By Bilsana Bibic
Seniors are just beginning Lobachevsky this week. We are moving away from classical Euclidean geometry towards the unknown regions of the thrilling but extremely challenging modern geometry – the land where the parallel lines meet.
Lobachevsky will establish a system of geometry whose foundation avoids Postulate 5 of Euclid’s Elements in order to define parallel lines. The challenge of “proving” the truth of Postulate 5 (since it does not seem as intuitive as the other postulates) was around for centuries. Euclid does not see the necessity of proving it directly but bases a lot of his proofs on this controversial postulate. For example, the idea that the sum of all angles in a right triangle are less that two right angles is based on this Postulate. But is Postulate 5 really necessary for the rest of Euclid? If this Postulate is not truly a Postulate, wouldn’t we still be able to use the other propositions without relying on it?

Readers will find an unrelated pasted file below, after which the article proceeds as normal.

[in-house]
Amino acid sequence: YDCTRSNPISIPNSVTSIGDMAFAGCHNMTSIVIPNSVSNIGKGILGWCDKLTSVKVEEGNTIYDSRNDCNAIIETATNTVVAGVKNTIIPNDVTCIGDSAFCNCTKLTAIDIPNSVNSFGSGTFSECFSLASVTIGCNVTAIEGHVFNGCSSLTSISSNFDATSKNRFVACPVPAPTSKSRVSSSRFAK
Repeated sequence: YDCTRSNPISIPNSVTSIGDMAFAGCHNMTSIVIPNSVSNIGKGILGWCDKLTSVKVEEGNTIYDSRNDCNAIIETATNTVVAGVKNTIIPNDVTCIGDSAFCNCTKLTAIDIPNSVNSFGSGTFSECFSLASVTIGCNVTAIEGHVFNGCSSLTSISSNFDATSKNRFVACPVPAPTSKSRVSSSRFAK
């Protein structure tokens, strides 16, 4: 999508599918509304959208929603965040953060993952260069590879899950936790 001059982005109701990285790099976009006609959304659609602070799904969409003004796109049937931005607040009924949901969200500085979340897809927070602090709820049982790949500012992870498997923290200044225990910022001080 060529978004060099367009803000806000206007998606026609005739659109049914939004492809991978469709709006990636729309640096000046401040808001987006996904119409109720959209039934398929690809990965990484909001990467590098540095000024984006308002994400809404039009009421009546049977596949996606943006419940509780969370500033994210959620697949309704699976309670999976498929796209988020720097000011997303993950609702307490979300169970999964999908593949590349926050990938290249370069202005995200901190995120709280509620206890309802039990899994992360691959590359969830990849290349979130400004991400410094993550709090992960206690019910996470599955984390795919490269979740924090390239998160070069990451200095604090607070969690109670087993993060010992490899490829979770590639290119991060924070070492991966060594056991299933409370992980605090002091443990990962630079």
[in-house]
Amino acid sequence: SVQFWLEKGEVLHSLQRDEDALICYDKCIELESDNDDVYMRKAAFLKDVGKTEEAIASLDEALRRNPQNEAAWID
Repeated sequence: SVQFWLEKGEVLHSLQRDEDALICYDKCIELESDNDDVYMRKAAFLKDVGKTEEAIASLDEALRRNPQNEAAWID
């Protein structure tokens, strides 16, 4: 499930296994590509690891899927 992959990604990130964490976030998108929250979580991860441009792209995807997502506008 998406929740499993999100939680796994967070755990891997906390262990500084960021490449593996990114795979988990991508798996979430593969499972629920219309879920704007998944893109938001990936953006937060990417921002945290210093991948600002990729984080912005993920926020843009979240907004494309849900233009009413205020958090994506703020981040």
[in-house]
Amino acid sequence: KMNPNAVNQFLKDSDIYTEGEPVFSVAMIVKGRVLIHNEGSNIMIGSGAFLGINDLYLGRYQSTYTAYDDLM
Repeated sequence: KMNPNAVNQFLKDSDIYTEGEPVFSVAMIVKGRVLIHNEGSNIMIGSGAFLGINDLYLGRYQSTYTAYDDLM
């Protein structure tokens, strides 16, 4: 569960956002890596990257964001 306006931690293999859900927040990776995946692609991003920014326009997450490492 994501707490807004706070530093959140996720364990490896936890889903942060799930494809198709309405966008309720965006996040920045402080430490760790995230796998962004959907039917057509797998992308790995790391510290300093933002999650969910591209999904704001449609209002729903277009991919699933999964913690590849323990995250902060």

After a failed attempt to prove the truth of this Postulate (this attempt took him his whole life) a Hungarian mathematician F. Bolyai writes to his son, J. Bolyai, who is trying to prove it and says that he should “leave the science of parallels alone” because he has “accomplished monstrous, enormous labors” and has “turned back when [he] saw that no man can reach the bottom of the night.” F. Bolyai claims that he “turned back unconsoled, pitying [himself] and all mankind” when he failed in his attempt to prove Postulate 5 and parallelism as its direct consequence.
Postulate 5, as you can see, is a big deal.
With this background in mind, Lobachevsky proposes a whole new system of geometry based on the idea of avoiding the Postulate 5, as its intuitiveness is controversial. My senior Math class has just began sailing in these turbulent waters.